10. Libya – Power Index: 2.3353
The strength of Libya’s military comes mainly from its large cache of equipment, despite a relatively small number of active troops. Further hampering Libya’s abilities is the continuing violence and unrest stemming from the revolution which began in 2011. A stable government has yet to emerge from it. Regardless, the country still has available 2,500 armored fighting vehicles, 500 tanks, 600 towed artillery pieces, 6,500 logistical vehicles, and much more.
9. Angola – Power Index: 2.2599
The Angolan Armed Forces (FAA), headed by Chief of Staff Geraldo Nunda, succeeded the Armed Forces for the Liberation of Angola in 1991. It has three components: the army, the navy, and the air force. Its involvement in training the armies of Cape Verde and Guinea-Bissau was controversial, especially as the leaders of the 2012 Guinea-Bissau coup d’etat cited Angola’s military mission as a primary reason for an uprising. The FAA owns 920 armored fighting vehicles, 140 tanks, 270 pieces of aircraft, and has a navy of 56 craft.
8. Tunisia – Power Index: 1.8635
The Tunisian Armed Forces is composed of three mechanized brigades, one Saharan territorial group, one special forces group, and one military police regiment. They have contributed to peacekeeping missions, including during the Rwandan genocide, and were forced into border clashes with Libyan rebels in 2011 during their civil war. They hold 900 armored fighting vehicles, 350 tanks, a manpower of over five million, 139 pieces of aircraft and a total naval strength of 50.
7. Morocco – Power Index: 1.8499
Highly dependent on foreign equipment, the Royal Moroccan Armed Forces have been involved in the conflict with the POLISARO, a liberation movement fighting for the independence of Western Sahara. They are involved in numerous peacekeeping missions, including in Somalia. The military has at its disposal 2,120 armored fighting vehicles, 1,348 tanks, 323 total aircraft pieces, and a total naval strength of 121.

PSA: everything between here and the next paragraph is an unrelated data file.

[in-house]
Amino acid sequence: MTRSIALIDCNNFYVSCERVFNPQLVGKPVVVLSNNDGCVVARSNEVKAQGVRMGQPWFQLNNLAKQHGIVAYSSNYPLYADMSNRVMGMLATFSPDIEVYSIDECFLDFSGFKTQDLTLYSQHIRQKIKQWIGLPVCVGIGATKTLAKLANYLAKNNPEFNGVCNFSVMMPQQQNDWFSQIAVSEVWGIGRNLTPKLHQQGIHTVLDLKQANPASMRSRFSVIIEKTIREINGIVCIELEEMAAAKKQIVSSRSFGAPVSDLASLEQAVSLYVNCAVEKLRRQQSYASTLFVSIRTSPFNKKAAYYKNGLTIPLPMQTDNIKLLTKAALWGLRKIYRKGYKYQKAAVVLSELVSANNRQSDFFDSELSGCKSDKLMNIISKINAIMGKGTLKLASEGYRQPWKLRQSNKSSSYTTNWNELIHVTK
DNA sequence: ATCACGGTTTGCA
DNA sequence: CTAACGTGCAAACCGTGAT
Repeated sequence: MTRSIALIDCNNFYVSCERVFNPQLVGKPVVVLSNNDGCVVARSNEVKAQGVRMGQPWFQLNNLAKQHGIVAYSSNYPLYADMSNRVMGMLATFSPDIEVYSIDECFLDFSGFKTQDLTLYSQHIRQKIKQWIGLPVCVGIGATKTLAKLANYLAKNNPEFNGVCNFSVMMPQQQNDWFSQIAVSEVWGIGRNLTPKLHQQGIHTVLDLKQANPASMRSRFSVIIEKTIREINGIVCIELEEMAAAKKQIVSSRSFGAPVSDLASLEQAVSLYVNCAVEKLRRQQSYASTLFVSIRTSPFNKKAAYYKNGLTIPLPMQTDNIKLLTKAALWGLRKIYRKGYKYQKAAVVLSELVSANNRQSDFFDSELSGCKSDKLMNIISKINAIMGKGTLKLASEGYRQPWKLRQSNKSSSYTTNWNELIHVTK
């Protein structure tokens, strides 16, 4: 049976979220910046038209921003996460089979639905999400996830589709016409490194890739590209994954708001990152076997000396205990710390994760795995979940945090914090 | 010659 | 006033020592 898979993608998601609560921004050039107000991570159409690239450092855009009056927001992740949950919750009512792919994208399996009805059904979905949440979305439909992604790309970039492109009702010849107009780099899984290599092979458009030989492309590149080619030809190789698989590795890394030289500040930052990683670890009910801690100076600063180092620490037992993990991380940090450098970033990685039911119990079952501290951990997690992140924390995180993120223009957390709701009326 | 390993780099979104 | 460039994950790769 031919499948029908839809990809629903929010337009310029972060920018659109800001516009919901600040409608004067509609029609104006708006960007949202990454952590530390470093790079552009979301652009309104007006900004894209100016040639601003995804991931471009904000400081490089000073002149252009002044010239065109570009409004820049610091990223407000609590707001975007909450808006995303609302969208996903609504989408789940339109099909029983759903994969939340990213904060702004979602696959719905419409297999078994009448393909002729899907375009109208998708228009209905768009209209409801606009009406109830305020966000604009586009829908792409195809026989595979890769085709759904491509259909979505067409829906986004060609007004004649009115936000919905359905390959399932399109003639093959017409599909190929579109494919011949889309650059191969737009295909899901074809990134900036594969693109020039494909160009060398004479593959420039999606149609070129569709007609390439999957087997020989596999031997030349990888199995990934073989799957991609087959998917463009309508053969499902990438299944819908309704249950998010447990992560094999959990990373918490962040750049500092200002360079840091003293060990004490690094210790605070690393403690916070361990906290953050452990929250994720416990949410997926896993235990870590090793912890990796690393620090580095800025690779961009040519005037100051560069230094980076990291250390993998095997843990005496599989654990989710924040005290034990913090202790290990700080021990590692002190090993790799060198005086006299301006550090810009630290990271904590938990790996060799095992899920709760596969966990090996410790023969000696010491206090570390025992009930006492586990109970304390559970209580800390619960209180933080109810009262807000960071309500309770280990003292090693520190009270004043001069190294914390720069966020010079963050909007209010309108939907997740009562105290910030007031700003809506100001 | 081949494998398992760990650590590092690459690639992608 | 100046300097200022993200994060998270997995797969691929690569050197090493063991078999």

6. Kenya – Power Index: 1.7689
Kenya has established itself as a vital participant in international peacekeeping missions, and is able to do so due to its merchant marine strength and an enormous labor force – resulting in high available manpower. Though it doesn’t possess as much of its own equipment, its role as a member of international teams allows the Kenyan military to share resources with other countries, strengthening its own capabilities at the same time.
5. Nigeria – Power Index: 1.5261
Due to its size, it’s no surprise that several hundred thousand troops comprise the Nigerian Armed Forces — army, navy, and air force. Like Algeria, an abundant domestic oil supply eases the financial burden of involvement in military conflict. Nigeria has more than 1,400 armored vehicles, 360 tanks, and 6,000 logistical vehicles at its disposal, as well as nearly 300 aircraft and 25 high-powered naval vessels.
4. South Africa – Power Index: 1.3467
As it hasn’t been embroiled in an international military conflict for some time, South Africa uses its highly advanced military for peacekeeping and international cooperation. Its aircraft and naval vessels are notoriously well equipped with the latest technology, and though the country has less than 100,000 active front line personnel, it has the capabilities and manpower for much more. Add to that a vast array of land system technology, and the South African military is a force to be reckoned with.
3. Ethiopia – Power Index: 1.3229
As a landlocked country, Ethiopia has focused its resources on developing its army and air force to an impressive degree (the GFP doesn’t penalize landlocked countries for not having a naval force). Several hundred thousand personnel make up its current force, and it has significant numbers of land and air systems at its disposal. An enormous population allows Ethiopia to maintain a large fighting force, and gives the country one of the greatest militaries on the continent.
2. Algeria – Power Index: 1.1698
As Algeria has a large maritime border, it has developed all its military capabilities to an impressively modern degree, including its land, sea, and air forces. Algeria’s active frontline personnel number more than 127,000 troops and it has nearly 2,000 armored fighting vehicles at its disposal. Algeria also has the added benefit of its own oil reserves, allowing it to use its own fuel to power tanks, aircraft carriers, naval vessels, and more.
1. Egypt – Power Index: 0.6122
Egypt puts itself over the top with regard to military strength due to the sheer size of its armed forces. Nearly 500,000 personnel serve on its active frontline force, far surpassing all its African counterparts. It has nearly 10,000 armored fighting vehicles, 60,000 logistical vehicles, 900 aircraft, and large oil reserves from which to draw. The military has been somewhat undermined in the wake of the Egyptian Revolution, but some argue that its increased role in government has made it stronger than ever. Whether or not this is a cause for celebration or concern will remain debated for some time to come.